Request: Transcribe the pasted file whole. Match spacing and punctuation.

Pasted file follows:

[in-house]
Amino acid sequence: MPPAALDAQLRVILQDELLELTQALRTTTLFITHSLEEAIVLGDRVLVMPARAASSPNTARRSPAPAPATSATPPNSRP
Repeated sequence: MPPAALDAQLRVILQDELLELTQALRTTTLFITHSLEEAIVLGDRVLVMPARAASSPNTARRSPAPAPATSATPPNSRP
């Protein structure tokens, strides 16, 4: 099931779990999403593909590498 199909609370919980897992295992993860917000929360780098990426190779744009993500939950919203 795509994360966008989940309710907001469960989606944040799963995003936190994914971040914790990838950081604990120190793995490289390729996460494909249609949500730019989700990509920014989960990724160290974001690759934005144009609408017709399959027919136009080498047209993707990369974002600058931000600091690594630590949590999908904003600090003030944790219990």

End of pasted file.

[in-house]
Amino acid sequence: MPPAALDAQLRVILQDELLELTQALRTTTLFITHSLEEAIVLGDRVLVMPARAASSPNTARRSPAPAPATSATPPNSRP
Repeated sequence: MPPAALDAQLRVILQDELLELTQALRTTTLFITHSLEEAIVLGDRVLVMPARAASSPNTARRSPAPAPATSATPPNSRP
């Protein structure tokens, strides 16, 4: 099931779990999403593909590498 199909609370919980897992295992993860917000929360780098990426190779744009993500939950919203 795509994360966008989940309710907001469960989606944040799963995003936190994914971040914790990838950081604990120190793995490289390729996460494909249609949500730019989700990509920014989960990724160290974001690759934005144009609408017709399959027919136009080498047209993707990369974002600058931000600091690594630590949590999908904003600090003030944790219990």